Cloud transformation is underway at businesses of every size, geography and vertical. ‘Cloud first’ is the new normal, as companies place new projects in as-a-service environments rather than invest in internal datacenter or infrastructure resources.
The benefits promised by cloud (including cost reduction, modernization, increased flexibility, improved performance or reliability, and even added security) are real; however, they are not inherent – deploying a workload into the cloud does not automatically provide these benefits.
Companies deploying complex projects into cloud environments more frequently report skills gaps as they progress through the stages of adoption, peaking as they reach the initial production stage.
Extracting the promised benefits of cloud requires expertise in design, execution and operation. Companies in the earlier stages of cloud transformation may not yet have discovered where they fall short in terms of that expertise. Gaps in those skill sets are a limiting factor for the benefit your business can draw from cloud and can ultimately inhibit your use of advancing technology.
Businesses should look to existing hosting and cloud service providers to help them address both cloud requirements and gaps in their own related skills. Many businesses with existing business in the traditional hosting space are adjusting to the world of hyperscale cloud competition by doubling down on their ability to design, implement and manage effective cloud offerings, designing services based around expertise in the following areas, each of which is a key promise of the cloud:
Businesses regularly rate cost – more specifically, value for money – as both a prime driver and a prime inhibitor of cloud adoption, as well as a key metric for evaluating vendors. Cloud can provide an avenue for cost reduction, but extracting cost benefits from cloud is a complex art, requiring several categories of skills and knowledge.
Workloads that do not specifically benefit from elasticity may find cost benefits in more static environments. Committing to reserved instances can produce savings in the range of 30%, according to 451 Research’s Cloud Price Index. However, cloud cost is not static. Large and small ‘baskets’ of cloud services are expected to change by between 4% and 8% during the next 12 months. Additionally, some businesses identify a level of cloud spend at which running a project on dedicated infrastructure is likely to be less expensive than utility infrastructure.
Optimizing a cloud deployment for cost requires weighing all these considerations. It is a complex art, and a moving target, requiring a skill set most businesses lack. Cost optimization is a core skill set for vendors promising cloud management – very often more than offsetting the cost of the managed service.
Cautious Optimism in Cloud Spending
Skill-dependent ingredients of cloud performance include up-front planning, design, migration and implementation, as well as monitoring and ongoing optimization. Each of these steps represents potential pitfalls and skills gaps for businesses, and areas in which service providers are seeking to add value.
Critical to performance success is the notion of ‘best execution venue’ and the effective placement of workloads in the environments in which they are best suited to operate. Service providers have typically developed this expertise over hundreds of engagements and are a valuable resource for customers making this decision.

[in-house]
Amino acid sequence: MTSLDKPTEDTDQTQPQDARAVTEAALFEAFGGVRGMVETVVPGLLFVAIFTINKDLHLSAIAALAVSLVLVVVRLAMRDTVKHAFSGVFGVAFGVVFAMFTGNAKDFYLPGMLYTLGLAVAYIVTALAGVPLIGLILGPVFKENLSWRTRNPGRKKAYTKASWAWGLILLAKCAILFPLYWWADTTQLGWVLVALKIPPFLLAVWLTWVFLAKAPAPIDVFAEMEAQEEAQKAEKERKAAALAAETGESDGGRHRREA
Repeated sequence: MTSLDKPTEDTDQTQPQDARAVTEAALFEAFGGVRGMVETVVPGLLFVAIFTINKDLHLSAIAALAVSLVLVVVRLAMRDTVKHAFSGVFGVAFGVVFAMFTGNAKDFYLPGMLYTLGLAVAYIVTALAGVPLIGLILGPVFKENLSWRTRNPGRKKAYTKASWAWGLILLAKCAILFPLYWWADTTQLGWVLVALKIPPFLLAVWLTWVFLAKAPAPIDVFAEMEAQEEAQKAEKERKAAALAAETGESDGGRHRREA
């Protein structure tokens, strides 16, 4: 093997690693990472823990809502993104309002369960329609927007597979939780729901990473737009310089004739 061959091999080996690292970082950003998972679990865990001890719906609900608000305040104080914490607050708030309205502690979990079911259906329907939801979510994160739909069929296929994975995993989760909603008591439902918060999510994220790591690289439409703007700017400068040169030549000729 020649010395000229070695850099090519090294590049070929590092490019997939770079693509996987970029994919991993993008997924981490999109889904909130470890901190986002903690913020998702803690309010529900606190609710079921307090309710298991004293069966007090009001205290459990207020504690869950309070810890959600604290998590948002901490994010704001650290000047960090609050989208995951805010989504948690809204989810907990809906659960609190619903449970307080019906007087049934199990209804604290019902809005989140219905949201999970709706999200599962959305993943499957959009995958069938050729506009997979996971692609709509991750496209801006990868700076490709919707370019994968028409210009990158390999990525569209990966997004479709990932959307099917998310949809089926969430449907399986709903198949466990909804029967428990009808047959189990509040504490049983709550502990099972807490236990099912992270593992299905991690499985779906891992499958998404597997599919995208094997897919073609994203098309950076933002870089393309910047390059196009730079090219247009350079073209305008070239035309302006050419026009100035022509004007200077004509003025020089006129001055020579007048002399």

Migration and integration issues are extremely common for businesses working in unfamiliar cloud environments. Along with identifying the correct venues, service providers are frequently able to help their customers identify and avoid potential pitfalls during the implementation phase.
Service providers can contribute to successful cloud execution at every stage of design, implementation, migration and ongoing operation. Relying on a partner to operate a cloud deployment can help ensure your project meets its performance and uptime objectives.
3. Security and Compliance
Security, compliance and data sovereignty are all potential inhibitors to cloud adoption. Although security has frequently been mentioned as an inhibitor over the years, there is now a fairly widespread agreement that a well-executed cloud deployment can improve the security posture of a business that was previously running that workload internally.
Many of the security sticking points in the cloud are related to compliance requirements, which impose design challenges on both private and public cloud deployment. Public cloud platforms have been working to create toolsets for achieving compliance, but these tools require a level of expertise to employ. Designing applications to be redundant or geo-diverse, or building in backup capabilities, create questions about data sovereignty regulations. Companies deploying into the cloud are likely facing these challenges for the first time.
Because of specific security requirements demanding single-tenancy, along with a combination of other factors (including cost and performance), many businesses regard hosted private cloud and hybrid cloud deployments as their road to adoption. Providing configuration, integration and management of hybrid cloud is a capability that is critical to those service providers who appreciate the role of their own infrastructure is likely to be as a complement to customers’ use of public cloud in the future. These businesses are rapidly developing expertise and services around helping customers execute.
More broadly, providing a layer of effective security and compliance around cloud is becoming a central focus for a growing number of service providers and an area of expertise from which their customers can benefit, even in the form of security guarantees.
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